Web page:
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NHL wants Seattle, but at what price?

Tuesday’s story that investor Chris Hansen was going to build a privately funded arena in Seattle’s Sodo District made national news. And not just in basketball, as fans of the departed SuperSonics are dreaming of the return of the NBA after the Sonics bolted for Oklahoma City in 2008.

Hockey fans also were euphoric. But their enthusiasm might have to be tempered.

In Hansen’s letter to Seattle Mayor Ed Murray and King County Executive Dow Constantine, it specifically states the NBA and basketball in his plans to fully privatize the construction of the Sodo arena. Nowhere does it mention hockey.

Victor Coleman, who initially was going to partner with Hansen on an arena project, was bullish on hockey and the NHL. He saw a Seattle NHL team as the perfect fit with Vancouver in the Northwest and also balancing out the conferences, something the NHL’s owners want badly.

On Thursday, Tim Leiweke told the Seattle Times he was looking into the possibility of renovating Key Arena and bringing the NHL and NBA to that location. Perhaps Leiweke, the former president of the Toronto Maple Leafs and of Anschutz Entertainment Group, which owns the Los Angeles Kings, could be the answer to the NHL.

Still, it begs the question: Is Chris Hansen all about basketball and the NBA only?

Assuming he gets the OK from the city and assuming the NBA decides to expand in the next couple of years and Seattle returns to the league, the reborn Sonics will be the prime tenant and would control all the lucrative dates. Any NHL team would be second in the pecking order.

And as much as NHL commissioner Gary Bettman and the owners want to be in the Seattle market to balance out the conferences at 16 teams apiece, they need to ask themselves at what price would they be willing to do so while meeting their own established criteria for expansion.

First, they would have to find an ownership group that could afford to pay the $500 million (or more?) expansion fee. Would Coleman be that person? Or Leiweke?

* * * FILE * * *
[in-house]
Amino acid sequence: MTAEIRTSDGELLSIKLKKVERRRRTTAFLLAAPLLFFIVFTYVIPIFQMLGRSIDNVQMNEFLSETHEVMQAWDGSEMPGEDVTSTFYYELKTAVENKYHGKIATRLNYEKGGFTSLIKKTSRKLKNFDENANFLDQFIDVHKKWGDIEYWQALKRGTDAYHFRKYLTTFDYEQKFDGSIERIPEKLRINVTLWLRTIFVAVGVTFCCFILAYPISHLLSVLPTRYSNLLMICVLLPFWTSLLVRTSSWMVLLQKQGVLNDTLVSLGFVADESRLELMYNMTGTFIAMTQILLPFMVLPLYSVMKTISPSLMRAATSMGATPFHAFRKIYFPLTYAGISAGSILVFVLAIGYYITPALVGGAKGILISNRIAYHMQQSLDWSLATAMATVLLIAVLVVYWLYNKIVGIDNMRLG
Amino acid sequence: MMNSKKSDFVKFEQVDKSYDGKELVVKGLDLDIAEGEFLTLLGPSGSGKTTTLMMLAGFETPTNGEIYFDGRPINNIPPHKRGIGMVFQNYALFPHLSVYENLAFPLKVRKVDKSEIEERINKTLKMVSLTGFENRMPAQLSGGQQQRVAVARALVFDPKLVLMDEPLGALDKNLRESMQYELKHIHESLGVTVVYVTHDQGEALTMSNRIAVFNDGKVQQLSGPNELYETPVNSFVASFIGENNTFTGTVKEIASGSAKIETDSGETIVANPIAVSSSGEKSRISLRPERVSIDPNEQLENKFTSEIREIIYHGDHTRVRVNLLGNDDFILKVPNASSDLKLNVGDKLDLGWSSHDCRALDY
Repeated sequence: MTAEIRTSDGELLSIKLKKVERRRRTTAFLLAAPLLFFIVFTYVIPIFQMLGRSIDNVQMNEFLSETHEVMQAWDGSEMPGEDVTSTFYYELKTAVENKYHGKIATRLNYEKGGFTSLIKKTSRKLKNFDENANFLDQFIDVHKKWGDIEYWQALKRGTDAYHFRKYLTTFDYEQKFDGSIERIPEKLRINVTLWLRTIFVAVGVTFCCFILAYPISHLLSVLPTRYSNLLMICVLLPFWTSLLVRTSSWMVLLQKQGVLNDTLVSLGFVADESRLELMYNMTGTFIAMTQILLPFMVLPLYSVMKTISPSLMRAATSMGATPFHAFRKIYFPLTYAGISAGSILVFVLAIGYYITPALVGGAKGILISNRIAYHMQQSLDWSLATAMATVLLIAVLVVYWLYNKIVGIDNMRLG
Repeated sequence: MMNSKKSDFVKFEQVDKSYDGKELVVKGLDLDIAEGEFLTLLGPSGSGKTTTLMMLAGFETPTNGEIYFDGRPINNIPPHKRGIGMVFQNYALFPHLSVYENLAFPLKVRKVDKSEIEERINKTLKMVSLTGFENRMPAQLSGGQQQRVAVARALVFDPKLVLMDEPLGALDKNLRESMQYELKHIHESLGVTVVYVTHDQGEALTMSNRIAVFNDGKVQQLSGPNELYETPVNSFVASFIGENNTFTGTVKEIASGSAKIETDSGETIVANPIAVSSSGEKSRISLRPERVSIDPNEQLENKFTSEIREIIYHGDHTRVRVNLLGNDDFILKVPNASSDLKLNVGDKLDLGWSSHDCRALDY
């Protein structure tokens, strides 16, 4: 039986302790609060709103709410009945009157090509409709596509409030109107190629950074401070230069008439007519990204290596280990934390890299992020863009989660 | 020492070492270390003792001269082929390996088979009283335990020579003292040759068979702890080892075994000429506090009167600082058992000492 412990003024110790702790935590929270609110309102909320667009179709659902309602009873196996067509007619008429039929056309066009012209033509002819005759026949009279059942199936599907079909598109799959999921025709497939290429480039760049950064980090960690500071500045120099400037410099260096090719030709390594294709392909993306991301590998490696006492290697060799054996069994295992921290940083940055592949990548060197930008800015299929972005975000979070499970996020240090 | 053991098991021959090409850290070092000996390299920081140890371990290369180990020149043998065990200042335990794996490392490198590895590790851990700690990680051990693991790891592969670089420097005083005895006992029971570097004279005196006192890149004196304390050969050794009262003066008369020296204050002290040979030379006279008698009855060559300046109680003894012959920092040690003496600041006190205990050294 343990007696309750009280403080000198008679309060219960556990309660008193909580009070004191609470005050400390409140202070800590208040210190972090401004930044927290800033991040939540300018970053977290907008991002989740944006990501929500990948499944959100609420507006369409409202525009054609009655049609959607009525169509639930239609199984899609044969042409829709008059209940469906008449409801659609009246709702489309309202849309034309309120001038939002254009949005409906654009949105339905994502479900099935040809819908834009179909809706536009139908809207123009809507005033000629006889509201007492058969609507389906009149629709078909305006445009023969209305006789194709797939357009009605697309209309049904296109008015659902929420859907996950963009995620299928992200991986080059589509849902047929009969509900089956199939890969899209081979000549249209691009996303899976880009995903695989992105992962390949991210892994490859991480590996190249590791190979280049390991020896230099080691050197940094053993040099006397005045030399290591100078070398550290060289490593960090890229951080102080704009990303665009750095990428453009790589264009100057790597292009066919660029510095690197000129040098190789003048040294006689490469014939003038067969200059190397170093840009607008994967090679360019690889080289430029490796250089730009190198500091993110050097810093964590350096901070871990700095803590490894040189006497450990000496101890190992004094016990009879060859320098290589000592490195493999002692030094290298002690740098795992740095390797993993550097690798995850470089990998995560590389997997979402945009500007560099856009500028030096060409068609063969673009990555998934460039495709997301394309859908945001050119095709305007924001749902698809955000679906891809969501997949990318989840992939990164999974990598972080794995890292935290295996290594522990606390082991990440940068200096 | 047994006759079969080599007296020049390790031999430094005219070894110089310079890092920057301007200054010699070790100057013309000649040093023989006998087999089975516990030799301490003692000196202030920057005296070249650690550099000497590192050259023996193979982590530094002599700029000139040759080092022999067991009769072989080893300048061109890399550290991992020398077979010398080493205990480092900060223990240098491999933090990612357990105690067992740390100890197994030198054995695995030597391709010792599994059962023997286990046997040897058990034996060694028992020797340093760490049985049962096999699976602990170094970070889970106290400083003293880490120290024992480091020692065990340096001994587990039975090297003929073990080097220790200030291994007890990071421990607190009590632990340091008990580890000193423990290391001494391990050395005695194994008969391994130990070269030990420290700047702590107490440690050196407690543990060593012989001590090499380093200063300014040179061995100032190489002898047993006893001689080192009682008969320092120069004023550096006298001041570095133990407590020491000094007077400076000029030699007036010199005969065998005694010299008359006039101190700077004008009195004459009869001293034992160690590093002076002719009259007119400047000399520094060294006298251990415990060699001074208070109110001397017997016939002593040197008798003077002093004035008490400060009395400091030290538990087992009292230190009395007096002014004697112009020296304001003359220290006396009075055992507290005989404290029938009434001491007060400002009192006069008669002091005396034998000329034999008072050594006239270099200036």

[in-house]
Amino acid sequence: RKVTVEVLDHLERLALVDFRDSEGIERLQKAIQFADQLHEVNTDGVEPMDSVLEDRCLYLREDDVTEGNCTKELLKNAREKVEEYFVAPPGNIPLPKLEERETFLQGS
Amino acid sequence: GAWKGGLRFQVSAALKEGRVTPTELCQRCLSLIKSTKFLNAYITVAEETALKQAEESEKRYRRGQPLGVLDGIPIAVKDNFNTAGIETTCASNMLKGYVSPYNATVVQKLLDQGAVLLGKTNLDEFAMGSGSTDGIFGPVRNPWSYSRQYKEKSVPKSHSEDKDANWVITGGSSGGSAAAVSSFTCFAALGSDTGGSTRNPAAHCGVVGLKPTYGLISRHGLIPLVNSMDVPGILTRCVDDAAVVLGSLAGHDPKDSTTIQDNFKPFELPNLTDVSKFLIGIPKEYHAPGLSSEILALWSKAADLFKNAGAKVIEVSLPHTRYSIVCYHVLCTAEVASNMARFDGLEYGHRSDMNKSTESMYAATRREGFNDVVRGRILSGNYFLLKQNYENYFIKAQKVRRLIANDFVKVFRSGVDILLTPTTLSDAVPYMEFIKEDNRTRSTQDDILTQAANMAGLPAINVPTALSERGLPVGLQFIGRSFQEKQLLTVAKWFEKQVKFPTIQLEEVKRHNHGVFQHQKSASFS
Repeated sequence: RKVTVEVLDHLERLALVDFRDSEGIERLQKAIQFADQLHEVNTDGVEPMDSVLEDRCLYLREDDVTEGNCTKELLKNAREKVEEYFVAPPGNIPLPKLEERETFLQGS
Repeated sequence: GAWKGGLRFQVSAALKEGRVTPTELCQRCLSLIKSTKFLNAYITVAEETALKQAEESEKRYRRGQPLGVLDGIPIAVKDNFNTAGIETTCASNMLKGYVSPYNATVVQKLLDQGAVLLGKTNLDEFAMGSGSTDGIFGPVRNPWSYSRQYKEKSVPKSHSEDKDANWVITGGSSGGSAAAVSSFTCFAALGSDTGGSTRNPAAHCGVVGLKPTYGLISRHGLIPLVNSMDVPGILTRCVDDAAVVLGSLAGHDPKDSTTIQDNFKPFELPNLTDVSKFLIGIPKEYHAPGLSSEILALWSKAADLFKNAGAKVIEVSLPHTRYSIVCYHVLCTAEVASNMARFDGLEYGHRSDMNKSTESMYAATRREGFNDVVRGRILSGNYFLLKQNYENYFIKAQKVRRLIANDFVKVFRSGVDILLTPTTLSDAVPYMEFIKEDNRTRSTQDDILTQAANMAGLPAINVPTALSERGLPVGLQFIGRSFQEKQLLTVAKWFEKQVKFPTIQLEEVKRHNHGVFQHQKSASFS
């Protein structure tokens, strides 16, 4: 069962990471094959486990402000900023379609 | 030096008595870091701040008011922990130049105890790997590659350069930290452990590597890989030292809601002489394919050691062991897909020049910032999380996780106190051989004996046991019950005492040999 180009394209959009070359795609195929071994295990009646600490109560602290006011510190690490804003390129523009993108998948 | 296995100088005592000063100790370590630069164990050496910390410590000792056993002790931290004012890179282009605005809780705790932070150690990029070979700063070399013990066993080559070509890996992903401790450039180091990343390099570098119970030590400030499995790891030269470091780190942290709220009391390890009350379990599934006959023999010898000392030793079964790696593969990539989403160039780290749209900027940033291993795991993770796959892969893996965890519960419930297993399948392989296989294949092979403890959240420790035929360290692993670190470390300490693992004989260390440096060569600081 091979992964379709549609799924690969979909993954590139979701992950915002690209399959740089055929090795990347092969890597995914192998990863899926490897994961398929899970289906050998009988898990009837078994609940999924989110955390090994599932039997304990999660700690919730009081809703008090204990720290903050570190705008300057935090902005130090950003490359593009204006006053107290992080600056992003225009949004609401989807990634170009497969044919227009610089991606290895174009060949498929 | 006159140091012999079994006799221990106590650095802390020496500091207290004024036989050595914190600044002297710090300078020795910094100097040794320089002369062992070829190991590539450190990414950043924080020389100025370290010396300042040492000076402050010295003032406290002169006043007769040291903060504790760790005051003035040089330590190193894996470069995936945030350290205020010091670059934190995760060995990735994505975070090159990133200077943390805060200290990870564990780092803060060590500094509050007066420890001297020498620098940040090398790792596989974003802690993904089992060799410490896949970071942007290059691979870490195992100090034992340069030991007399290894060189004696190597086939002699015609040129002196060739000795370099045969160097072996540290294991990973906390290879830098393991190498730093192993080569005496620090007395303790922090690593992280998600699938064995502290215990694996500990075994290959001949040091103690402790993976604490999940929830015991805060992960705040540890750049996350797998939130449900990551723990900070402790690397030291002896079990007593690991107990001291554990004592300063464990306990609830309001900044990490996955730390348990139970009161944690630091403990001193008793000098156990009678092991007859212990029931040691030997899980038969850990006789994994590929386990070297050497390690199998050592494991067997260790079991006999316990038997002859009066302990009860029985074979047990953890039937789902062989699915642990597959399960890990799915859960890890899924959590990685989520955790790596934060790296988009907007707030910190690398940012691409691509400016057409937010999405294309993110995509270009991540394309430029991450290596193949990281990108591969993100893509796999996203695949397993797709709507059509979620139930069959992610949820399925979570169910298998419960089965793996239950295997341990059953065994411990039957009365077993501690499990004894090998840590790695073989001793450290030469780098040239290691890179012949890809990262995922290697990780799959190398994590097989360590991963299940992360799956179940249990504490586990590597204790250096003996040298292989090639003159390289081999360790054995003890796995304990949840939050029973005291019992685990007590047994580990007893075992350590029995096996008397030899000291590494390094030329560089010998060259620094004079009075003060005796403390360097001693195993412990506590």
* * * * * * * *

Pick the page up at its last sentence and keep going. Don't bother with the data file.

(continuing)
Next, would the arena be suitable for hockey? There’s an obvious pause for concern if Hansen’s proposed arena is built strictly for basketball. If Leiweke were able to transform Key Arena into a suitable NHL facility, perhaps it would satisfy the league’s mandate on a proper and modern facility.

Finally, would the Seattle market support the NHL? Probably, but not before the NBA. And with major pro sports teams in the NFL and Major League Baseball as well as arguably Major League Soccer’s best-supported franchise, would hockey be able to economically sustain itself?

As much as the owners might want to have a 16th Western Conference team to join the Las Vegas expansion franchise and pick up another half a billion dollars, it’s hard to imagine them doing so unless they know there’s a sound financial plan.


Las Vegas owner Bill Foley confirmed Friday what ESPN.com first reported last week that Las Vegas will get an early opportunity to court unrestricted free agents before the June 20 expansion draft and the traditional July 1 start of free agency.

“We’re going to look very hard at that,” Foley said of pursuing unrestricted free agents as well as restricted free agents. “If we were to do so, it would be a long-term contract.”

If Las Vegas signed an unrestricted free agent or restricted free agent and that team didn’t match the RFA’s deal, that player would satisfy his former team’s loss of a player in the expansion draft. If Las Vegas doesn’t sign anyone prior, it would have a second opportunity July 1.

“It will be like getting a second bite of the apple,” Foley said. “But it’s going to be interesting over the next six, seven months, and we’ll be talking to the league to follow up with some of the legal questions and make sure we’re in compliance with the rules.”

Foley said the team’s next mock expansion draft will be in late January just before NHL All-Star Weekend in Los Angeles.

ETC. …

The Penguins presented Jaromir Jagr with a plaque made from the roof of the old Civic Arena. Jagr, 45, played for Pittsburgh from 1990 to 2001. … The St. Louis Blues will see the name of their arena change from Scottrade Center to TD Ameritrade Center after the discount brokerage was purchased for $4 billion. … Anaheim signed restricted free-agent defenseman Hampus Lindholm to a six-year, $31.5 million deal.

Steve Carp’s weekly NHL notebook appears Sundays. Contact him at scarp@reviewjournal.com or 702-387-2913. Follow @stevecarprj on Twitter.

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